Angiotensin II (AngII) plays a key role in maintaining body fluid homeostasis. The physiological and behavioral effects of central AngII include increased blood pressure and fluid intake. In vitro experiments demonstrate that repeated exposure to AngII reduces the efficacy of subsequent AngII, and behavioral studies indicate that prior icv AngII administration reduces the dipsogenic response to AngII administered later. Specifically, rats given a treatment regimen of three icv injections of a large dose of AngII, each separated by 20 min, drink less water in response to a test injection of AngII than do vehicle-treated controls given the same test injection. The present studies were designed to test three potential explanations for the reduced dipsogenic potency of AngII after repeated administration. To this end, we tested for motor impairment caused by repeated injections of AngII, for a possible role of visceral distress or illness, and for differences in the pressor response to the final test injection of AngII.We found that repeated injections of AngII neither affected drinking stimulated by carbachol nor did they produce a conditioned flavor avoidance. Furthermore, we found no evidence that differences in the pressor response to the final test injection of AngII accounted for the difference in intake. In light of these findings, we are able to reject these three explanations for the observed behavioral desensitization, and, we suggest instead that the mechanism for this phenomenon may be at the level of the receptor.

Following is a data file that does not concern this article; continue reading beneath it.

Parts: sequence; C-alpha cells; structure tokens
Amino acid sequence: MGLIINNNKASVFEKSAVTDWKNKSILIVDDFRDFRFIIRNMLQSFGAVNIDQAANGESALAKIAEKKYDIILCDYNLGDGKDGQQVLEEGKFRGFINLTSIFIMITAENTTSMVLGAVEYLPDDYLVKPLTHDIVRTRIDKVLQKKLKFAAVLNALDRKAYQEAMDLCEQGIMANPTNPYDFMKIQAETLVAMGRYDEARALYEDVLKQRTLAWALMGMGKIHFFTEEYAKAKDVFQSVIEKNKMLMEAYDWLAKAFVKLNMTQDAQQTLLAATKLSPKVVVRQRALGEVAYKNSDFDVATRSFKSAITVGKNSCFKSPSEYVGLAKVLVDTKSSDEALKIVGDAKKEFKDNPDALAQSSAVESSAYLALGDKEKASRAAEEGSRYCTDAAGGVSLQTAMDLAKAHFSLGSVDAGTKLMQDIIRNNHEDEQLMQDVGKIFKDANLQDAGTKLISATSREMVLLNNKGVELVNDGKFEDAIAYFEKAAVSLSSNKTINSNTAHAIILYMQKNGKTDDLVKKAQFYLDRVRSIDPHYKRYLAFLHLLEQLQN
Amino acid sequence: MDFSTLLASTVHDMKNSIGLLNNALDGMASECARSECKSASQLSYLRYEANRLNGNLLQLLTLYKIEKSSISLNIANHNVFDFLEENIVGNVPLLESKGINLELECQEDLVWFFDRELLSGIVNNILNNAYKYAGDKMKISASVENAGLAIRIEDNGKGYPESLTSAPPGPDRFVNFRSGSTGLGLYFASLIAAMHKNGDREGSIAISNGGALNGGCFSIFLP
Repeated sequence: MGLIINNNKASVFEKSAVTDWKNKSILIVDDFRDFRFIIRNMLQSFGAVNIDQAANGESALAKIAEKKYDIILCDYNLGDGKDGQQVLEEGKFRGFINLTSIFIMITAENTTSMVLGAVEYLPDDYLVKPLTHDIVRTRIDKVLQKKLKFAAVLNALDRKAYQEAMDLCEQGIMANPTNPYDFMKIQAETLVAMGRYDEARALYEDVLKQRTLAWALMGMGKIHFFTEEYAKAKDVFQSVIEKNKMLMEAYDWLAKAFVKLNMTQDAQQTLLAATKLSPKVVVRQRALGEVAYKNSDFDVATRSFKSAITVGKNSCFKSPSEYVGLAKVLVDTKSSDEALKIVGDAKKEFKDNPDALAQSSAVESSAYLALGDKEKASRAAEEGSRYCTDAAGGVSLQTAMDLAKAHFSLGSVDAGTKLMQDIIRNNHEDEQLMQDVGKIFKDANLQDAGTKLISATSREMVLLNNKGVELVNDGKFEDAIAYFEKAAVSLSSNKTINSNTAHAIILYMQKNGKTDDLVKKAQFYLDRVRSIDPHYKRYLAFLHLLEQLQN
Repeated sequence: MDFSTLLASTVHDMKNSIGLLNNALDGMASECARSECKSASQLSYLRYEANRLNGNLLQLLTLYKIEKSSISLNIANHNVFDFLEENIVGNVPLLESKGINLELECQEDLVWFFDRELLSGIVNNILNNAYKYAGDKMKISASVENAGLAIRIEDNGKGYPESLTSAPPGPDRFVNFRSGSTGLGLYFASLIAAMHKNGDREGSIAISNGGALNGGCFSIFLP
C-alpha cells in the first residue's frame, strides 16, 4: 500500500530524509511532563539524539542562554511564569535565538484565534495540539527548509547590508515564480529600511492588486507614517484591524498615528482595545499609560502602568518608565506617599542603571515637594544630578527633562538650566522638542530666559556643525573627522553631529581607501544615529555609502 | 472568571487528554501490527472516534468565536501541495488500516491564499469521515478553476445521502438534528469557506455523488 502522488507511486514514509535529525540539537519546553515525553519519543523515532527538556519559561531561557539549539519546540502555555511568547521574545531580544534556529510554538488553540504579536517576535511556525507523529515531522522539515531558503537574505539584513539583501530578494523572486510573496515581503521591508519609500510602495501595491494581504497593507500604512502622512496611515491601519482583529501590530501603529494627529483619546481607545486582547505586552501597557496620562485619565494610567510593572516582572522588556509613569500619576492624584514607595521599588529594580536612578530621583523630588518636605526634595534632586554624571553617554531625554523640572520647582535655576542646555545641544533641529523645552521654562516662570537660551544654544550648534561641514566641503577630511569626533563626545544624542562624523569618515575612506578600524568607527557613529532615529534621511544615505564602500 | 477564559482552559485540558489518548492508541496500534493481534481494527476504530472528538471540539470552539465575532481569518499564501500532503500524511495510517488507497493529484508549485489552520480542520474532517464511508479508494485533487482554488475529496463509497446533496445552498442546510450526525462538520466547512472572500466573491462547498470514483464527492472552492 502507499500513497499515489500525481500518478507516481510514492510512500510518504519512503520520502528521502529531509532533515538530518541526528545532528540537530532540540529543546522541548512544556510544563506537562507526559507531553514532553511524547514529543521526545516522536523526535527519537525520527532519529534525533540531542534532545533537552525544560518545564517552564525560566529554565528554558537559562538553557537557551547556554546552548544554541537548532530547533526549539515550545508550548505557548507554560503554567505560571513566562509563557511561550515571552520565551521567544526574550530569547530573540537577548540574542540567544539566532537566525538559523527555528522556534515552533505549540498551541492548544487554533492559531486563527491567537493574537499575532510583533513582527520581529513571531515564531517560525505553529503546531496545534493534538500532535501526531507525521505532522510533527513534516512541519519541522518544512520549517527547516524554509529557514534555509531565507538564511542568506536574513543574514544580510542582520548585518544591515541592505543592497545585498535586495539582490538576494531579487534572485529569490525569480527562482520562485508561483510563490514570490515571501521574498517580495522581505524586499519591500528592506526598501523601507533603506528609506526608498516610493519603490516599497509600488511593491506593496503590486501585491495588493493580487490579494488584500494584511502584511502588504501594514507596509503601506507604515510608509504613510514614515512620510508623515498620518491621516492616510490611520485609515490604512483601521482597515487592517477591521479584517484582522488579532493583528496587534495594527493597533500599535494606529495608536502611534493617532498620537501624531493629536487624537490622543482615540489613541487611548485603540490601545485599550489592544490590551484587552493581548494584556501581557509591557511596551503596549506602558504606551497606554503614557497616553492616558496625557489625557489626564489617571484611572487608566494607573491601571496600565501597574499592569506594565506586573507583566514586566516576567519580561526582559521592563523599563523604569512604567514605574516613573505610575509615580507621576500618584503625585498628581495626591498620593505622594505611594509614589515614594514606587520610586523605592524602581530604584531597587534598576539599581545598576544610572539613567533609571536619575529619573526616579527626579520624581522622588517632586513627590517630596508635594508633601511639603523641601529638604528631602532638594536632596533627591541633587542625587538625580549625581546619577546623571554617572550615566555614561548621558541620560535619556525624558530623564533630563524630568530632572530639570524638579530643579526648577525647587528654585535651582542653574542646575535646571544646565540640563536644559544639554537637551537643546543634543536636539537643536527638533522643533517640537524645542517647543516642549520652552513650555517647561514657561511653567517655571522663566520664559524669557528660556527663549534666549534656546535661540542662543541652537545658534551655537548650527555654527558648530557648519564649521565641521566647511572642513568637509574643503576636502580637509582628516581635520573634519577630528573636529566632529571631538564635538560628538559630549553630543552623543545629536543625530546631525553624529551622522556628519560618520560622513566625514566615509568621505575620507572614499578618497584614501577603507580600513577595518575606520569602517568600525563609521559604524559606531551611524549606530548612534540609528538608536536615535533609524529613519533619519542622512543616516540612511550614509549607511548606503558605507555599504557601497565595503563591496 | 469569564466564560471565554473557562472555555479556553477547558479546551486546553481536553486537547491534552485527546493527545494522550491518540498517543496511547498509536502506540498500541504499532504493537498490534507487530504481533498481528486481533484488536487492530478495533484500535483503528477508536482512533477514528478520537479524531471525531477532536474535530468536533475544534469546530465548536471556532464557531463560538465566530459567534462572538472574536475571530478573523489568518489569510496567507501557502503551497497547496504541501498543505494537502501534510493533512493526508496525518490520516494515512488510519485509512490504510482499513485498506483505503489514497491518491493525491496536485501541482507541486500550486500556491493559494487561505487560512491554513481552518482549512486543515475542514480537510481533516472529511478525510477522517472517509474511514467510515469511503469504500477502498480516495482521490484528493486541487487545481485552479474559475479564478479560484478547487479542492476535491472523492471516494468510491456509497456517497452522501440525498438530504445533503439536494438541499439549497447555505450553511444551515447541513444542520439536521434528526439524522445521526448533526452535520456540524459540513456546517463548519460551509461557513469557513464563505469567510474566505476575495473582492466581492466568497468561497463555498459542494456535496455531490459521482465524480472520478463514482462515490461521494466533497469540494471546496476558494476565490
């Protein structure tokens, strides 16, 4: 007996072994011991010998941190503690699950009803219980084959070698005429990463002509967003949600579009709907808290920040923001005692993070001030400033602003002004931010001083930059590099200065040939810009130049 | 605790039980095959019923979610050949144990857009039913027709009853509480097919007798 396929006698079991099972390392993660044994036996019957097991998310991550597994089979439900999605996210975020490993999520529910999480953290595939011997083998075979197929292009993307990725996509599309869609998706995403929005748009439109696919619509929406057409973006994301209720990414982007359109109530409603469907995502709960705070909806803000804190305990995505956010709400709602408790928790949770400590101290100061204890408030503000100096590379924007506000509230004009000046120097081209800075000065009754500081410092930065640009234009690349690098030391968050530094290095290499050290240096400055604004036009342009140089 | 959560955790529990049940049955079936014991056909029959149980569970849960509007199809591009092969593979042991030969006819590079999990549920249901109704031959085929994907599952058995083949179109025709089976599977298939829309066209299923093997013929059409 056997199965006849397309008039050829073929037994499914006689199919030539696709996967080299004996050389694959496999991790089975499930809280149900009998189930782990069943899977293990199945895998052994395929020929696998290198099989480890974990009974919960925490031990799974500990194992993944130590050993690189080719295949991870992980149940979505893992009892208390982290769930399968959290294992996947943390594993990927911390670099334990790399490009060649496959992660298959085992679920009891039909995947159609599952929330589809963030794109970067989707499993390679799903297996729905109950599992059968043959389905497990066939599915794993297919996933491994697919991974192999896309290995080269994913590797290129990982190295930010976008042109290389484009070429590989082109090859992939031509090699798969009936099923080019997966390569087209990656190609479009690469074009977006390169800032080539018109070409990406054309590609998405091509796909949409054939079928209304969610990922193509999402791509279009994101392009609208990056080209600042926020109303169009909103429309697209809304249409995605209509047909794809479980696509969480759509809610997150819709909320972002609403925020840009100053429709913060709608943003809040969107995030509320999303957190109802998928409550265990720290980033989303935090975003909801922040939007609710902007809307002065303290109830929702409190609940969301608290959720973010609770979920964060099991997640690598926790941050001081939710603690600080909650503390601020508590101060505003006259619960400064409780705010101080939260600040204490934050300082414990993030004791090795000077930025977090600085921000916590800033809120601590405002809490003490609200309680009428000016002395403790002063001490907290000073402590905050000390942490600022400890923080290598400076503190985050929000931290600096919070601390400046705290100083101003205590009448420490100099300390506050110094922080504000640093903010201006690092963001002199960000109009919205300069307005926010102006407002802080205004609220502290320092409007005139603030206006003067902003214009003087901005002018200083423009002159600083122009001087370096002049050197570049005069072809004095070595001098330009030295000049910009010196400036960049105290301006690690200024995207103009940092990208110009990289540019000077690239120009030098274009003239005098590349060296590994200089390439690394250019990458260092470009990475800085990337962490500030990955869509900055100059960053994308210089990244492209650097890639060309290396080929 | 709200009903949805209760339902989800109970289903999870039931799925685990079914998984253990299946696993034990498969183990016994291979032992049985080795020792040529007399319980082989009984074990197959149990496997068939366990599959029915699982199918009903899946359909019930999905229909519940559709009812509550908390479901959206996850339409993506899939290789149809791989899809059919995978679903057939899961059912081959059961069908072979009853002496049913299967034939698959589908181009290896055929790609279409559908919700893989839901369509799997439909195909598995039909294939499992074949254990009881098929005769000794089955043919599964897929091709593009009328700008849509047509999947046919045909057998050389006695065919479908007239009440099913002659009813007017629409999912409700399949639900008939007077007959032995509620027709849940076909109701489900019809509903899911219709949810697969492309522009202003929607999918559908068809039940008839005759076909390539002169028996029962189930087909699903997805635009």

Physiology & Behavior
Vento, Peter J.; Myers, Kevin P.; and Daniels, Derek. "Investigation into the Specificity of Angiotensin II-induced Behavioral Desensitization." Physiology & Behavior (2012) : 1076-1081.